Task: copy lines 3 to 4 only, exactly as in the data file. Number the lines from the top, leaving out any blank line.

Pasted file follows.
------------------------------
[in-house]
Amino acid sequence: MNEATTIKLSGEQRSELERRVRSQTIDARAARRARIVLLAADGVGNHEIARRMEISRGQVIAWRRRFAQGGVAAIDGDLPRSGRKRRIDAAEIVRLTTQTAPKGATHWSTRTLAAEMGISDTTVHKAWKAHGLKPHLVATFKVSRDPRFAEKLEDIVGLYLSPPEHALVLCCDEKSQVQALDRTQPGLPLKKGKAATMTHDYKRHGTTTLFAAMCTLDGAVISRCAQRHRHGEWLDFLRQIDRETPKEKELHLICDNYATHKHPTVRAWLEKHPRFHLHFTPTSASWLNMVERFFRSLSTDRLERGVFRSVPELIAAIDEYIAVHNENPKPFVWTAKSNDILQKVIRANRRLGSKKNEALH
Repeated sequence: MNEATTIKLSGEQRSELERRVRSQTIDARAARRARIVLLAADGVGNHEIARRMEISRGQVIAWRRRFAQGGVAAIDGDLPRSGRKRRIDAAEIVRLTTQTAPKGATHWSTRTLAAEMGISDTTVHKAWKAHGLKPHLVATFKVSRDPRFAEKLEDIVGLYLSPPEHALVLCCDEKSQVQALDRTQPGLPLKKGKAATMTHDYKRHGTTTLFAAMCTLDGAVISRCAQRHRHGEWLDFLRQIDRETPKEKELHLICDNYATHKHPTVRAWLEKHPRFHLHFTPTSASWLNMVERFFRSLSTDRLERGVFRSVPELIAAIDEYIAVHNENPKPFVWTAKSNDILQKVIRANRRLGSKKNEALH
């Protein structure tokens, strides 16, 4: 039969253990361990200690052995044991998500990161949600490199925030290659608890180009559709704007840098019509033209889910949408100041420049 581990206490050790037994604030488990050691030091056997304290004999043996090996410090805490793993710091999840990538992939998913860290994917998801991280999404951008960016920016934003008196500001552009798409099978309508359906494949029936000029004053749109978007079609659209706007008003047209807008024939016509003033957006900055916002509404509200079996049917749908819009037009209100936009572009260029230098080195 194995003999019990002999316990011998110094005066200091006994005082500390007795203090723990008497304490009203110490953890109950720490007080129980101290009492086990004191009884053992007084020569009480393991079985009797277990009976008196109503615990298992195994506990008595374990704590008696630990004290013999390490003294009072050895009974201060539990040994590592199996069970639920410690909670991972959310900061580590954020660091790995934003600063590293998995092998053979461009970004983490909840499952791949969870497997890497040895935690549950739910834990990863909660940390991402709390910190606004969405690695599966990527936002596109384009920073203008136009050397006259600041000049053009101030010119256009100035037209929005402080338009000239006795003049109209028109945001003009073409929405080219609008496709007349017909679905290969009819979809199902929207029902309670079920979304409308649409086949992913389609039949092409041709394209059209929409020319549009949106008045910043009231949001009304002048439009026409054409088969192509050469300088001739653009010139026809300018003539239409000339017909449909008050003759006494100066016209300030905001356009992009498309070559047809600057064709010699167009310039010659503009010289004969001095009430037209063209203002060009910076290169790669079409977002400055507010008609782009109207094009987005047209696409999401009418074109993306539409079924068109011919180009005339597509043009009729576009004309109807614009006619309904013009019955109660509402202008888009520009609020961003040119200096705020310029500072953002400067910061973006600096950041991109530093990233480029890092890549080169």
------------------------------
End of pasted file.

Repeated sequence: MNEATTIKLSGEQRSELERRVRSQTIDARAARRARIVLLAADGVGNHEIARRMEISRGQVIAWRRRFAQGGVAAIDGDLPRSGRKRRIDAAEIVRLTTQTAPKGATHWSTRTLAAEMGISDTTVHKAWKAHGLKPHLVATFKVSRDPRFAEKLEDIVGLYLSPPEHALVLCCDEKSQVQALDRTQPGLPLKKGKAATMTHDYKRHGTTTLFAAMCTLDGAVISRCAQRHRHGEWLDFLRQIDRETPKEKELHLICDNYATHKHPTVRAWLEKHPRFHLHFTPTSASWLNMVERFFRSLSTDRLERGVFRSVPELIAAIDEYIAVHNENPKPFVWTAKSNDILQKVIRANRRLGSKKNEALH
């Protein structure tokens, strides 16, 4: 039969253990361990200690052995044991998500990161949600490199925030290659608890180009559709704007840098019509033209889910949408100041420049 581990206490050790037994604030488990050691030091056997304290004999043996090996410090805490793993710091999840990538992939998913860290994917998801991280999404951008960016920016934003008196500001552009798409099978309508359906494949029936000029004053749109978007079609659209706007008003047209807008024939016509003033957006900055916002509404509200079996049917749908819009037009209100936009572009260029230098080195 194995003999019990002999316990011998110094005066200091006994005082500390007795203090723990008497304490009203110490953890109950720490007080129980101290009492086990004191009884053992007084020569009480393991079985009797277990009976008196109503615990298992195994506990008595374990704590008696630990004290013999390490003294009072050895009974201060539990040994590592199996069970639920410690909670991972959310900061580590954020660091790995934003600063590293998995092998053979461009970004983490909840499952791949969870497997890497040895935690549950739910834990990863909660940390991402709390910190606004969405690695599966990527936002596109384009920073203008136009050397006259600041000049053009101030010119256009100035037209929005402080338009000239006795003049109209028109945001003009073409929405080219609008496709007349017909679905290969009819979809199902929207029902309670079920979304409308649409086949992913389609039949092409041709394209059209929409020319549009949106008045910043009231949001009304002048439009026409054409088969192509050469300088001739653009010139026809300018003539239409000339017909449909008050003759006494100066016209300030905001356009992009498309070559047809600057064709010699167009310039010659503009010289004969001095009430037209063209203002060009910076290169790669079409977002400055507010008609782009109207094009987005047209696409999401009418074109993306539409079924068109011919180009005339597509043009009729576009004309109807614009006619309904013009019955109660509402202008888009520009609020961003040119200096705020310029500072953002400067910061973006600096950041991109530093990233480029890092890549080169």